Decisional:

By reflecting on this quote I have realized so much more about teaching, and learning. Becoming an instructor doesn’t just mean getting a diploma and moving on, it includes constant work and attention. Our roles as educators is to constantly be on top of our game, we need to be current, be informed, be willing and open to self-improvement, at all times. I want to be able to answer my student’s questions about what’s going on currently in the dental office, what skills CDA are using in the field, and how things are evolving in dentistry. We have a committee set up at the college that includes dentist, CDA and educators, from our field, that meet a few times a year to discuss what’s going on in our communities in dentistry. We use their feedback to help us align our courses to the dental field in our communities. This is just one more example of the constant lifelong learning we are doing as instructors.

Category 2

“adults are problem-centered, not subject-centered, and desire immediate, not postponed application of the knowledge learned.”(p.53)

Objective:

This quote has opened my eyes to the fact that adult learners are motivated to learn with different goals in mind then children learners. They are driven by a goal, a need for knowledge to apply to an immediate problem.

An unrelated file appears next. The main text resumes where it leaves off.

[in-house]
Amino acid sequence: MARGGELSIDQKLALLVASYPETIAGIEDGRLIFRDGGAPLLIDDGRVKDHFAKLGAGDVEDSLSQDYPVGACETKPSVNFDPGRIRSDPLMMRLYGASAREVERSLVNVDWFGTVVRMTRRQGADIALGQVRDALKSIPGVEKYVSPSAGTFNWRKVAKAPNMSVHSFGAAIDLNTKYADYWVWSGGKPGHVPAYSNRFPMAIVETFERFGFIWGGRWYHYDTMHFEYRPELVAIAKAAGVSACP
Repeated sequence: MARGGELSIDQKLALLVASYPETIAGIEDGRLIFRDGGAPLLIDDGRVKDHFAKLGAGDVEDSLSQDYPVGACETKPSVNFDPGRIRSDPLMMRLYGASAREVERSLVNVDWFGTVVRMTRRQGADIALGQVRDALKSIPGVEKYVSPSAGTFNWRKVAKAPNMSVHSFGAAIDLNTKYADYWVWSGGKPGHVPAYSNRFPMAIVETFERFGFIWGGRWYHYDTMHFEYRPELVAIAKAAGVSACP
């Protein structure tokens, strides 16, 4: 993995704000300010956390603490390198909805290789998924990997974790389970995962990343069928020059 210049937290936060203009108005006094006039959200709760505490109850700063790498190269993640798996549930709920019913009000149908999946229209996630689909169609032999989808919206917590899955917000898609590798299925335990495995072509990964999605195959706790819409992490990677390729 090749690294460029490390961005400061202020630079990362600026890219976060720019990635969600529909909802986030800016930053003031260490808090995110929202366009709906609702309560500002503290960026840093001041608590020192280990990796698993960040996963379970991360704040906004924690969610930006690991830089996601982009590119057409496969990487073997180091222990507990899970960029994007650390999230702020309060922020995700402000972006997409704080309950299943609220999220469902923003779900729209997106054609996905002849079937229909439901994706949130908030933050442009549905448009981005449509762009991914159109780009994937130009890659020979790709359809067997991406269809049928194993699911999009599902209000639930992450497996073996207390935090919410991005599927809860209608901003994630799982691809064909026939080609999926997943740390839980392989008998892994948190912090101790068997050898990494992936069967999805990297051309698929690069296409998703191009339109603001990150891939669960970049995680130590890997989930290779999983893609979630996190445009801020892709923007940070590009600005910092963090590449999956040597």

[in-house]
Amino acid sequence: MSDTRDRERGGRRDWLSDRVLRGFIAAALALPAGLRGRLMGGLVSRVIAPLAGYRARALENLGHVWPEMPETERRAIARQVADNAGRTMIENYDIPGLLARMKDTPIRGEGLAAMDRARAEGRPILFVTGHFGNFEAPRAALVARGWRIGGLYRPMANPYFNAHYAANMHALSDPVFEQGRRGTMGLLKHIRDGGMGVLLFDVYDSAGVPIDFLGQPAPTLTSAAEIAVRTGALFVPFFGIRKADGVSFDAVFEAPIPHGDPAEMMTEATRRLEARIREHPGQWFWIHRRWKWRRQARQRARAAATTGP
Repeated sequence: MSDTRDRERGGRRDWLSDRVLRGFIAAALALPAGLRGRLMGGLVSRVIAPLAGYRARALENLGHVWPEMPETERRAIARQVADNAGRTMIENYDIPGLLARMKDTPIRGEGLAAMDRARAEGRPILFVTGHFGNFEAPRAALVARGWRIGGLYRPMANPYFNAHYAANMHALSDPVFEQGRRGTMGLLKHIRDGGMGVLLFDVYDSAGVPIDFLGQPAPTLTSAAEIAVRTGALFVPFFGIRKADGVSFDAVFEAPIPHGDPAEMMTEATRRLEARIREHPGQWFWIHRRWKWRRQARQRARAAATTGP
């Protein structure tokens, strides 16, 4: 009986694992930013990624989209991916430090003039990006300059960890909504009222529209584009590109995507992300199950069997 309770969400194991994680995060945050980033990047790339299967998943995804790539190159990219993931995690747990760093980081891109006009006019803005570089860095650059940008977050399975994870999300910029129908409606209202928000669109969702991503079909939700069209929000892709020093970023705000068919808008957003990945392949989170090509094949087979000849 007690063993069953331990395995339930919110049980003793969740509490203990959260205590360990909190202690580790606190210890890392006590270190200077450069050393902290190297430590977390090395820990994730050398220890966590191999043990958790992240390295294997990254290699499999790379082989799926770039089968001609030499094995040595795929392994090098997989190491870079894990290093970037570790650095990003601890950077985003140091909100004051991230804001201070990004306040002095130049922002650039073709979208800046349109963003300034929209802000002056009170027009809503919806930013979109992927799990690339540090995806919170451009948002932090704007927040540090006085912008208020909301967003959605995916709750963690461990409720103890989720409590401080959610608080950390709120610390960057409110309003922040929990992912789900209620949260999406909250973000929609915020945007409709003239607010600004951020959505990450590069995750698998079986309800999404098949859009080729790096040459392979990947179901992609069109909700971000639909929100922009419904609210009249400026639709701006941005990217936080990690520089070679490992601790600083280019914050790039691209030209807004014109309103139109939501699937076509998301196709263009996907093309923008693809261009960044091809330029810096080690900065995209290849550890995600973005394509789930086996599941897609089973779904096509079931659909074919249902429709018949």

What caught my attention from this quote was how I can directly relate it to my classroom. How my students on a daily basis ask me “do dentist really use this type of material? Or how am I going to use facial anatomy in a dental office? We want a direct application for our new knowledge learned to help us solidify our learning. I am now starting to understand the process behind the questioning, the learning the students are doing and how they need to have a greater understanding of the outcome for their knowledge to be able to complete their learning.

Reflective:

I realized that by being a Clinical instructor, in the CDA department, at Okanagan College, I am already implementing problem-centered learning. My students get an opportunity to immediately apply new knowledge learned, to hands on skills in the clinic. They can really get an understanding for the reasoning behind a dental dam, (to prevent a filling from getting saliva in it), when they place dental dams on each other and see how much saliva they really have. By learning in a course designed like ours, we teach around goals or skills, students complete steps from classroom theory to clinical skills, these steps helps to solidify the classroom learning with hands on clinical application.

Interpretive: